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Help! My Audi A3 won't start anymore - Fuse issue...?

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Help! My Audi A3 won't start anymore - Fuse issue...?

Old 05-11-2017, 02:30 PM
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Join Date: May 2017
Posts: 2
Default Help! My Audi A3 won't start anymore - Fuse issue...?

I have an 2007 Audi A3 that now won't start. Originally I was just trying to solve the problem of the horn not working, so I checked the fuse box located under the hood. I located the F5 fuse location for the horn and inspected the blue 15 AMP fuse. All looked good, but just to test I removed another 15 AMP fuse and inserted it in the F5 horn fuse location. The horn still did not work so I placed the 15 AMP fuse that I pulled for testing purposes back into the slot where I thought I originally had removed it from. The next day I went to start the car and it wouldn't turn on or turn over.

So I went back and inspected the fuses and discovered I had place the 15 AMP fuse that I pulled into the F27 slot which is suppose to be blank instead of the F28 slot for the Motor Module. I thought I could simply move the fuse over to the proper location and all would be solved, but that wasn't the case. When moving the fuse back to the proper location there was a slight spark and the car still did not turn over and start. I inspected the fuse to see if it blew, but all looked good and is still all intact. Now I'm stumped to how why the car will not start.

Any suggestions? Did I some how short out or break a circuit by inserting a fuse into the wrong slot?
Old 05-12-2017, 02:40 PM
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Join Date: Jan 2016
Posts: 37

For future reference, it is always a good idea to remove the negative battery terminal before moving fuses. although I am guilty of not doing this as well, but I take great care for when I am removing fuses for important systems, to remove the battery terminal.
About putting the fuse in the wrong place, the fuse box is one of the parts on the car that is designed to be used across a wide range of trims and models so many times there will be several blank slots. IF the slot was MEANT to be blank, then there should be no metal contacts inside the slot. if there are then check again, because it probably goes to something. Or it is a 12v constant or switched power that was put there by the factory for the purpose of dealer installed options, although that is becoming less and less common in later models. If nothing happens when you turn the key, then there is either a lack of power to the ECM or the ECM is fried. This does happen but it is not very common, and there would be no explanation for it that I can tell. chances are that you may have just shorted something somehow or some way. with a "trickle short" or "parasitic draw" you could have just killed the battery. have it tested or buy a tester to check that. If the battery is dead that very well could be the problem. Other than that, if none of the fuses and relays are bad, then it is a much deeper problem.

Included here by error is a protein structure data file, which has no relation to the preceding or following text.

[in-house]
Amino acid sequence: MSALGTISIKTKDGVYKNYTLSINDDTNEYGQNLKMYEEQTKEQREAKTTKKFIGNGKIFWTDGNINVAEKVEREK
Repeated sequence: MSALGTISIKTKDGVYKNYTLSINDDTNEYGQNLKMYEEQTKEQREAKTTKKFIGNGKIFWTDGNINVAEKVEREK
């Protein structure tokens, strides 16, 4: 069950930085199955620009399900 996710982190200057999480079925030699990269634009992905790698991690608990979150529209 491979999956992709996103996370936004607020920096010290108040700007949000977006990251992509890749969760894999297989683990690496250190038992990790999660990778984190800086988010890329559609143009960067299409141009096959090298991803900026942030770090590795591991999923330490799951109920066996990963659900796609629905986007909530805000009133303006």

Old 05-13-2017, 05:09 PM
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Join Date: May 2017
Posts: 2
Default Fuses and Battery Are All Good

Chris, thanks for the reply. Yes, indeed good tip about disconnecting the battery. I definitely should have done this as it is a good practice.

I have checked all of the fuses and they all are good. The battery is also still good.

When I go to start the car it seems like it wants to turn over but then just doesn't quite make it all the way. There are also a lot of clicking sounds that are happening in the engine after turn back off the ignition directly after having tried to stop it.

Any other ideas of things I might want to check?
Old 05-13-2017, 10:03 PM
1st Gear
Join Date: Jan 2016
Posts: 37

If you could get your hands on a VAG com and run your codes that would be great. Even a normal OBDII reader would be better than nothing. These cars are really smart, they can tell you when many things are wrong. More so than just about any other brand group.
I am assuming that the ignition turns on normally (all the lights come on and such) but the starter is not engaging. This could be a starter problem. Listen carefully when you turn the key from the run to start position. If there is a mechanical click then you might have a starter motor problem. If there is no click then you might have a starter relay problem and should take it to a mechanic to test the relay or test it yourself with a multimeter. If there is a click then one solution is to try to roll start the car. If you don't have a good hill (or any way to get the car back if it doesn't work) then try spraying some dielectric grease on the starter electrical terminals (or WD40 if you don't have any) and hit the starter a few times with a rod or mallet if you can get to it with one. You may have just developed a dead spot in the starter motor. If the car starts after that, I would get the starter motor replaced. Although I have heard of people doing this and driving their car for up to a year afterwards I don't recommend waiting. Because it could happen at any time again and leave you stranded.
give this a try and try to run the codes! Let me know how it goes!
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